“Somebody who was in that party said there was a hysterical woman and for some reason it stopped everything from happening. Now according to the local guy who’s still alive down in Aughavannagh, that woman was the housekeeper and she just roared him out of it so they didn’t do it. They said, ‘Well if you don’t use it as an actual barracks. If you don’t put RIC in here, or auxies or whoever, we will let you go’. But I think they said they would get rid of Redmond if he allowed soldiers to come there but that never happened.
I thought that was very funny and then we actually visited Aughavannagh Barracks with the present owners. I think the owner was almost a little bit wary of me because my great-uncle had tried to burn down the barracks. It’s a good thing he didn’t because it’s very nice and it’s very nice B&B now.”
Siofra has not found that writing the book has reopened old wounds for either herself or other members of the family but has found bringing the subject up has provoked some strong reactions. “There was a point where I interviewed some older guys. They were very helpful with their memories but it turned out they were actually pro-Treaty in the Civil War. When I told other people about that, they were not happy that I had spoken to them. It’s a very long time ago, 100 years ago.”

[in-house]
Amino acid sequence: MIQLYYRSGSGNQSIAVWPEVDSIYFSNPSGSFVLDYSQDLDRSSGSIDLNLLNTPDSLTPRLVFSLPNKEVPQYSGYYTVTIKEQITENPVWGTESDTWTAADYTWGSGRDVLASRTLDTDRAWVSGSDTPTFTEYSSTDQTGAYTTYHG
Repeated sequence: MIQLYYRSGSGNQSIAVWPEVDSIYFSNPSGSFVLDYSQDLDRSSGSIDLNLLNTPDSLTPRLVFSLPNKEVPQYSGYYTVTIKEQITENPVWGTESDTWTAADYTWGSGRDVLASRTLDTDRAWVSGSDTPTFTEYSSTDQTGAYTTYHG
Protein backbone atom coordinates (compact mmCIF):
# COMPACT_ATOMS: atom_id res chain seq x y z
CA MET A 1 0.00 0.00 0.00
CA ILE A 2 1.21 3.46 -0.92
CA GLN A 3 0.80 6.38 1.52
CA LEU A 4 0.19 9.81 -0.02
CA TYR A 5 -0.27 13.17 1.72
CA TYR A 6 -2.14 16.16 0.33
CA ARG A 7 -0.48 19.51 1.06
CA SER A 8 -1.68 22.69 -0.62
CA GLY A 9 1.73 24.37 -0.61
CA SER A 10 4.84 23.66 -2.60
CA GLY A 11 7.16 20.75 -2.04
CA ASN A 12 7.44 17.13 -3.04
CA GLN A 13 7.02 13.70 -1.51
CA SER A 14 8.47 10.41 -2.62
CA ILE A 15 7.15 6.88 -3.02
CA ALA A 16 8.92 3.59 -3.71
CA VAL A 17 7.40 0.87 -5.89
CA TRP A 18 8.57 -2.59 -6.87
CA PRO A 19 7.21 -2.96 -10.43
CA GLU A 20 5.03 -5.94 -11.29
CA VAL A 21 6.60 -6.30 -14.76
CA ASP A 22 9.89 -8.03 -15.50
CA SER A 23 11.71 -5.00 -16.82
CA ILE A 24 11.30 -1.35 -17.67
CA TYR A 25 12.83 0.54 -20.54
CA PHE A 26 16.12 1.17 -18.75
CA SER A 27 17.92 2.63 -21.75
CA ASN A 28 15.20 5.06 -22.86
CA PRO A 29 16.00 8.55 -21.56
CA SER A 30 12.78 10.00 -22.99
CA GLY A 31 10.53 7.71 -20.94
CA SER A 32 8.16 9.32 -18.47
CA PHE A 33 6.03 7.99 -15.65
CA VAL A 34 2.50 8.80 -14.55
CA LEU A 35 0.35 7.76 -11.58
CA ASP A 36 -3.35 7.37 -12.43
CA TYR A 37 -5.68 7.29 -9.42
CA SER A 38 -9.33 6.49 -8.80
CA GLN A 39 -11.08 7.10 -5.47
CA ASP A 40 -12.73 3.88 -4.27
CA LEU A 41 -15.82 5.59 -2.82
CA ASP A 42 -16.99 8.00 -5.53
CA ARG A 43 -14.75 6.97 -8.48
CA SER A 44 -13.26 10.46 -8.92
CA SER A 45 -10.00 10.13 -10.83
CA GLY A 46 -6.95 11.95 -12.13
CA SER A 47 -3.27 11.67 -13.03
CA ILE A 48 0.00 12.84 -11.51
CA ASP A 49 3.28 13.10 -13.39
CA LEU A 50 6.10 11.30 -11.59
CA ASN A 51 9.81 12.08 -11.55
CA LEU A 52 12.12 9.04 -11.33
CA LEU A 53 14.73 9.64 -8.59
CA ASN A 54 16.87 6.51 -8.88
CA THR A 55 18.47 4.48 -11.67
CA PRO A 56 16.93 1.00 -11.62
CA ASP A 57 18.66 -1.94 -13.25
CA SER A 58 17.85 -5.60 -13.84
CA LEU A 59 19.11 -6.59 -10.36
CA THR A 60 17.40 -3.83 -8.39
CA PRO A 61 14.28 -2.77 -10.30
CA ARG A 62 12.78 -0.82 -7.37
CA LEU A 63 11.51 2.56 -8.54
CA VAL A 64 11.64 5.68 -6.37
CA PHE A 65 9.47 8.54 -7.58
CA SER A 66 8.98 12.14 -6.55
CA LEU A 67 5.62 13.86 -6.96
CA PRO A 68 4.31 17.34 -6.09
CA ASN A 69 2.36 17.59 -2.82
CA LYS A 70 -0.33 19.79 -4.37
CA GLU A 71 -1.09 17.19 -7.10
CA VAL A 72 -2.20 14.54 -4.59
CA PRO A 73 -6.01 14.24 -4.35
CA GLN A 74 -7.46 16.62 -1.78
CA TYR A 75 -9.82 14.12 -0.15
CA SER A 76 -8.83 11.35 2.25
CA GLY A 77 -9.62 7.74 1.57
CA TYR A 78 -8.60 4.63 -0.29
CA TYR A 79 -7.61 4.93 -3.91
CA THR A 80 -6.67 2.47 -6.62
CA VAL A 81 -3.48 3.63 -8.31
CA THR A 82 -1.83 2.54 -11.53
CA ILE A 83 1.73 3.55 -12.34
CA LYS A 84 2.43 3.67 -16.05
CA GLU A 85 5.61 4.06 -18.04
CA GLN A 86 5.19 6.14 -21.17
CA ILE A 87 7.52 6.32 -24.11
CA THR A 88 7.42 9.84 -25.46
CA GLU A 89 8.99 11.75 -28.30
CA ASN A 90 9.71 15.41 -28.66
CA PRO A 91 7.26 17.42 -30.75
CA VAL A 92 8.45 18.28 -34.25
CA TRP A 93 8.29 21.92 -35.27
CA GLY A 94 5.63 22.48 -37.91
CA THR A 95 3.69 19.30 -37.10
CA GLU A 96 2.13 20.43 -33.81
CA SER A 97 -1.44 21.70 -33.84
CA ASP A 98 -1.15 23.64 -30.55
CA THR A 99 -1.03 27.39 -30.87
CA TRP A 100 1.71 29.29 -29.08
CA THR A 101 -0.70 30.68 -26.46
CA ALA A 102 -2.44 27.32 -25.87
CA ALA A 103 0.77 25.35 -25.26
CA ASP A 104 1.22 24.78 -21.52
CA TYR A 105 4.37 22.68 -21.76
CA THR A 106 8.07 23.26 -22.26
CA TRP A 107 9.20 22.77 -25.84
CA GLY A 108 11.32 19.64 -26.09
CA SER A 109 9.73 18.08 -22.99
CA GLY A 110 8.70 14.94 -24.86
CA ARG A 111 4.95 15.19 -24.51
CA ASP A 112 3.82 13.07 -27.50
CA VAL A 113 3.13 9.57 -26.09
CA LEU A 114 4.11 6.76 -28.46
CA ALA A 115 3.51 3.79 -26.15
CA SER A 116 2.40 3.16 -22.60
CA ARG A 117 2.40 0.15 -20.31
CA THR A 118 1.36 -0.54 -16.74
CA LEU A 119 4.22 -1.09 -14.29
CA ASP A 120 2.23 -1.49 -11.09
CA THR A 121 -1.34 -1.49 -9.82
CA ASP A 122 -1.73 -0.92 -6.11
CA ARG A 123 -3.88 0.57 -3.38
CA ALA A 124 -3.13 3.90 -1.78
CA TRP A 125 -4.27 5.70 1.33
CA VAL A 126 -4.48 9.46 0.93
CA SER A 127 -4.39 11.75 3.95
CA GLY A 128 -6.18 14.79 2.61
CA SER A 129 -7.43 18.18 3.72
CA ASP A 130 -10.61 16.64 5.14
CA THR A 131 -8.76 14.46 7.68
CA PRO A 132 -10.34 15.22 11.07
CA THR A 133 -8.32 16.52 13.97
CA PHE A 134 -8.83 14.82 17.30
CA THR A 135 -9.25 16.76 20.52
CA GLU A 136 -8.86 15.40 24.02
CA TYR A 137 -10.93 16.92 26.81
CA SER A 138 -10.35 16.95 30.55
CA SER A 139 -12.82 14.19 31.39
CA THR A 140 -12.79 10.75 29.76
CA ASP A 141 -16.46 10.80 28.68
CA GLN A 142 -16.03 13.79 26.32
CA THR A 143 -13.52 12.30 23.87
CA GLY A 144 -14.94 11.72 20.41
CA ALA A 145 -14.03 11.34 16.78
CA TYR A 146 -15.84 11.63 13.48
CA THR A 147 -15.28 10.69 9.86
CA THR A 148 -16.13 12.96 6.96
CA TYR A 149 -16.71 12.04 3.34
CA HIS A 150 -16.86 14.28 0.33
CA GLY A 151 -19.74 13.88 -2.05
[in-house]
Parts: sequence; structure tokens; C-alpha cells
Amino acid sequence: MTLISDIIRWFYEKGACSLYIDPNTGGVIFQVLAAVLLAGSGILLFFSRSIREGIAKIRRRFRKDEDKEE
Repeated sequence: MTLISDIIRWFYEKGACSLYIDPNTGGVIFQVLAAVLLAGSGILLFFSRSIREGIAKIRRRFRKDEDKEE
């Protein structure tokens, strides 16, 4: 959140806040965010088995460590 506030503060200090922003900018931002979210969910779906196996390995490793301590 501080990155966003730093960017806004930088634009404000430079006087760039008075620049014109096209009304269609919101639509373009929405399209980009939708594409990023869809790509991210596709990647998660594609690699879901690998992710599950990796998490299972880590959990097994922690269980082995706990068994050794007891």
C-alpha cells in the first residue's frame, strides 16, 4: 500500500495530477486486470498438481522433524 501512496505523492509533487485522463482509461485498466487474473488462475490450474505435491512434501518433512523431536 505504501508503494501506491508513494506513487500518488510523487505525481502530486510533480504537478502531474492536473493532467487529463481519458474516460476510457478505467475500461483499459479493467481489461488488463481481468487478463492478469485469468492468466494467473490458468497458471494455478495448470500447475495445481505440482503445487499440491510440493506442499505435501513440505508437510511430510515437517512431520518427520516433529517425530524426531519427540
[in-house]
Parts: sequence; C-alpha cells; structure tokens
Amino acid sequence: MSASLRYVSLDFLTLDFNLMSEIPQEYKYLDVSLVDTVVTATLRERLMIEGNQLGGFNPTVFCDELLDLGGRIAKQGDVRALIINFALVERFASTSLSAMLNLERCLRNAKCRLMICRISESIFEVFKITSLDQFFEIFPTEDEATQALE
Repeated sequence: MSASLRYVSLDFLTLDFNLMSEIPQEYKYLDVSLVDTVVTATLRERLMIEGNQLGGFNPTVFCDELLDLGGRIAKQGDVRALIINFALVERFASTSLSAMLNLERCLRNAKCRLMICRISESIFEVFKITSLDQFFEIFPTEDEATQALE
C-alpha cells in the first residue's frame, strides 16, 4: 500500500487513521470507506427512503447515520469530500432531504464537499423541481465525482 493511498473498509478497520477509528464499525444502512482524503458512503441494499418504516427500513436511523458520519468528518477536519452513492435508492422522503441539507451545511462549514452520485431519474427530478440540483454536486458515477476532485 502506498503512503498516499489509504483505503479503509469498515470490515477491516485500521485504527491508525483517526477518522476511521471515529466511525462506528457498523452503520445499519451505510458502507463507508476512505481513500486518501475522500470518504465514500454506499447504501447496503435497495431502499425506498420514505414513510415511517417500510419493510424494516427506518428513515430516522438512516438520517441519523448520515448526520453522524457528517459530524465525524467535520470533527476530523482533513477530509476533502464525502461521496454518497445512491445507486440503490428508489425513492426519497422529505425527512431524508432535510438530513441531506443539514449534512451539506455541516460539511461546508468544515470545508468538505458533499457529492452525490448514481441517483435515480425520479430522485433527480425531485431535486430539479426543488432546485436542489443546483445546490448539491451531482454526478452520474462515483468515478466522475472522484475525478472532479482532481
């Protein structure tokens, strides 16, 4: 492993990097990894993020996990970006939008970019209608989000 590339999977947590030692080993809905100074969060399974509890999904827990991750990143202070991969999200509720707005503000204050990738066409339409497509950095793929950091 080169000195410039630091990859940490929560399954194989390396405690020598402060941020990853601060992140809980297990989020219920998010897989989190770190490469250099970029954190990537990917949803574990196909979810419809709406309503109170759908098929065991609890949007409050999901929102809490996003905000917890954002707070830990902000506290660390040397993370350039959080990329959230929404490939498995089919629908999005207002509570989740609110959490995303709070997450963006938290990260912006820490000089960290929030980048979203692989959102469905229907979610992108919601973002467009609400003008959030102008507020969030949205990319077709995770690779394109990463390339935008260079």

She also got a blunt response when she enquired if some older gentleman would like to help fundraising for a new statue of her iconic late relative.
“I went to a group of older men in a café, ‘Would you be interested in buying a raffle ticket for this new statue of Kevin Barry?’ And one man turned around to me and said, ‘I would rather give money to the man he shot’. He actually said he had met the descendant of the guy he shot and he had a very personal feeling about this. I was utterly shocked. I had to walk away. I just couldn’t get them to buy tickets after that statement. Isn’t it amazing how history comes out in the present day?”
Yours ‘Til Hell Freezes by Siofra O’Donovan is out now on Currach Books.
For more information, go to Siofra’s website here.